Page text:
I've been living in the city for more or less 3 years now, and I'm never surprised by the types of tourists my newly adopted home town attracts. Today was no exception. In our group there were the typical stereotypes: the Japanese couple who were taking pictures of everything, the American who asked a lot of questions, the kids who quite clearly had no interest in the topic and would rather not be there, and of course the woman who thought she knew more than the tour guide, to the extent of talking to a complete stranger about something she clearly didn't care about.

One of the highlights of my tour was watching the annoying teachers pet scurry to the front to get up close to the tour guide & fall over a stick no bigger than a frankfurter sausage. By fall, I mean Fall. Straight to the ground, leaping a foot forward. The fastest I'd seen her move during the whole tour.

Call me cruel, but she was the most annoying person I'd met all week, and it was difficult to hold in the laughter. Luckily she continued to dry-hump the leg of the tour guide at the front of the group which gave us the perfect opportunity to let out our bottled up laughter. It felt good.

Sometimes the most tragic circumstances can bring out the best (and worst)
in people.

Saturday, 7 August 2010

Vanessa Carlton speaks the truth.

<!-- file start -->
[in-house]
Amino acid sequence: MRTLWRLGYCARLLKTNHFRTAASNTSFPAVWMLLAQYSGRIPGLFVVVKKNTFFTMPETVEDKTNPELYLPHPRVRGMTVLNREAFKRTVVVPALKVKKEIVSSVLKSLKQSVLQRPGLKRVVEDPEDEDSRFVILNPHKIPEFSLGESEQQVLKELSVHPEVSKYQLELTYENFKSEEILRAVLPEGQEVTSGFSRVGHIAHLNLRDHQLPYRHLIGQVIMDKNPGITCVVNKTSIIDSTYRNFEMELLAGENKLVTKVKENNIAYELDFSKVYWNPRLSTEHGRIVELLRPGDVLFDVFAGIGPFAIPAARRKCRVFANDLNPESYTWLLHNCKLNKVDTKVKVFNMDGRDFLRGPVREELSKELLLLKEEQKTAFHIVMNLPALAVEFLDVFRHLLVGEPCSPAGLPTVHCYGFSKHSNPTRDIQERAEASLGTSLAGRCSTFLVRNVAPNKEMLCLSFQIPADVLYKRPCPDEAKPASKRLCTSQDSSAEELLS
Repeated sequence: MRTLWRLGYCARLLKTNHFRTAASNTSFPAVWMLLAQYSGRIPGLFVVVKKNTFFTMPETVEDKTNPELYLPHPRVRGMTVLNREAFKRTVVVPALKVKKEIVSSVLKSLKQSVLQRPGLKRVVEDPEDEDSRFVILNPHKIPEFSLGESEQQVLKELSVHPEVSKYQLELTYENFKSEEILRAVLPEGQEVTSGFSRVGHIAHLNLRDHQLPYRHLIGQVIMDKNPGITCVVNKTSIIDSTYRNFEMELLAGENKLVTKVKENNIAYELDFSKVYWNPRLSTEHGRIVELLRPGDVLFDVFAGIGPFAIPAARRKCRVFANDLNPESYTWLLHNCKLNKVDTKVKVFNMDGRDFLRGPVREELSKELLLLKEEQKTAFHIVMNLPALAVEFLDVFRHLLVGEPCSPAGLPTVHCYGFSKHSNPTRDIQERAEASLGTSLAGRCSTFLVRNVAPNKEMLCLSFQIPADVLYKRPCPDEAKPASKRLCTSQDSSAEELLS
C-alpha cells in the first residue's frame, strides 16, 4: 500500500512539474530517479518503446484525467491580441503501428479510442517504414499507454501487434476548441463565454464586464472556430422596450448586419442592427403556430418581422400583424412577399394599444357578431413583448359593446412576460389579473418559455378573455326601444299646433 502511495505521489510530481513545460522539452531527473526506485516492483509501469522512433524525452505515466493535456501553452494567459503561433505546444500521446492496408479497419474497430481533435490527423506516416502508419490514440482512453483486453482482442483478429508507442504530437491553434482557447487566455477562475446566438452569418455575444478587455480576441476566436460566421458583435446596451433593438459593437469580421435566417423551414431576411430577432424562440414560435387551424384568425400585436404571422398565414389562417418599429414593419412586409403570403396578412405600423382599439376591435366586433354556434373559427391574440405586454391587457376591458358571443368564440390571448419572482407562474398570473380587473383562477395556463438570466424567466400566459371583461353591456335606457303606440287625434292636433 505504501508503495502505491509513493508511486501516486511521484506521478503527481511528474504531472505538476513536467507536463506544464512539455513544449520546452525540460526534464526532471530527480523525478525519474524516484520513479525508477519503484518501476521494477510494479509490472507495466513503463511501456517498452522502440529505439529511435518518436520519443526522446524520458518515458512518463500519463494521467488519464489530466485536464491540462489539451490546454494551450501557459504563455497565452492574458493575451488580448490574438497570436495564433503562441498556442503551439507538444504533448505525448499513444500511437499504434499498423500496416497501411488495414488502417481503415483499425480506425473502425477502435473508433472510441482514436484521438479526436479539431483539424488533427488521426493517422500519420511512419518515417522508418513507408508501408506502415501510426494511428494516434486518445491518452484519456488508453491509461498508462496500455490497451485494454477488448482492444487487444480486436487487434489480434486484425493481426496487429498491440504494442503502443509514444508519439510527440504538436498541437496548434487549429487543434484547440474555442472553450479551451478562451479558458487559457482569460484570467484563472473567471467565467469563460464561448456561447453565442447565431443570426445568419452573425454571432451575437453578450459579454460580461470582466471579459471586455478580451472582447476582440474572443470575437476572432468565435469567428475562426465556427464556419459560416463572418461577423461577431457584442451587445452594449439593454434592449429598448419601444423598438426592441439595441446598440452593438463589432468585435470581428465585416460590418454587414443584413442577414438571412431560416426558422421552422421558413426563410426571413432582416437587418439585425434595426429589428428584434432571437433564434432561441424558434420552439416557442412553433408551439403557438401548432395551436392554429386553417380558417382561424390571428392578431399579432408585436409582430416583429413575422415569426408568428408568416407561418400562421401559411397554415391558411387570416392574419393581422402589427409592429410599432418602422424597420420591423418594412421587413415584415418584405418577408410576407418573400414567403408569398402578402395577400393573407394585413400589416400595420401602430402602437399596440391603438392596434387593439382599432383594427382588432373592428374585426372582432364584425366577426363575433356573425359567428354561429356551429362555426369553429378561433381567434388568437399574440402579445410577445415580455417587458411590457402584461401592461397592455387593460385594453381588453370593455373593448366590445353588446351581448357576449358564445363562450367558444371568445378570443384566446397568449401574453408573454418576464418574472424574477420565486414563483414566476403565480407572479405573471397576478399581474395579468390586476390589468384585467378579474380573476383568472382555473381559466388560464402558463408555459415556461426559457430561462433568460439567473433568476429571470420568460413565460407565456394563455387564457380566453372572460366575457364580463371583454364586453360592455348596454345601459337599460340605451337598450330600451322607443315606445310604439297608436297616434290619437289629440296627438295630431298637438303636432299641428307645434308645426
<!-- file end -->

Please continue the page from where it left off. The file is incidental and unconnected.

You don't know what you've got 'till it's gone she wisely once said. I didn't think she quite had non-drug induced hallucinations in mind, but that would have resulted in a completely different song.

Anyway...the subject of money.
To my annoyance, in my effort to start paying off my overdraft I put a large chunk of my wages into one of the accounts and lowered the limit so I wouldn't be tempted to spend as much, thinking it would be easy enough to expand it if I needed to.

Oh how I was wrong!

As it turned out my next wages were not enough to cover rent and a (rather hefty & unexpected) phone bill. In the hope of getting back some of the money I had paid into the overdraft as I had paid £600 in and only needed £300 out, I went into the bank. They declined my request outright.


My second overdraft is already at its limit (I can only save so much!) so even asking for an overdraft extension there was a lost cause, but I can at least say I tried.

Just to be rejected again.

The best thing I learned from this? That bank employees are more than willing to tell you to 'go to the bank of mum & dad' when the REAL banks are meant to be in charge of lending money!
I'm not a fan of borrowing from the parents. The only time I've borrowed from them was in my first year, and it was £20 which I repaid the following week. I feel guilty for asking them for money as they provided me with everything I needed during the first 16 years of my life, and I actually hoped that by moving away and being 21, I wouldn't have to rely on them.

It seems that desperate times call for desperate measures and I'm going to have to call 'the bank of mum' for a short term loan tomorrow. I have a feeling I know what the answer will be.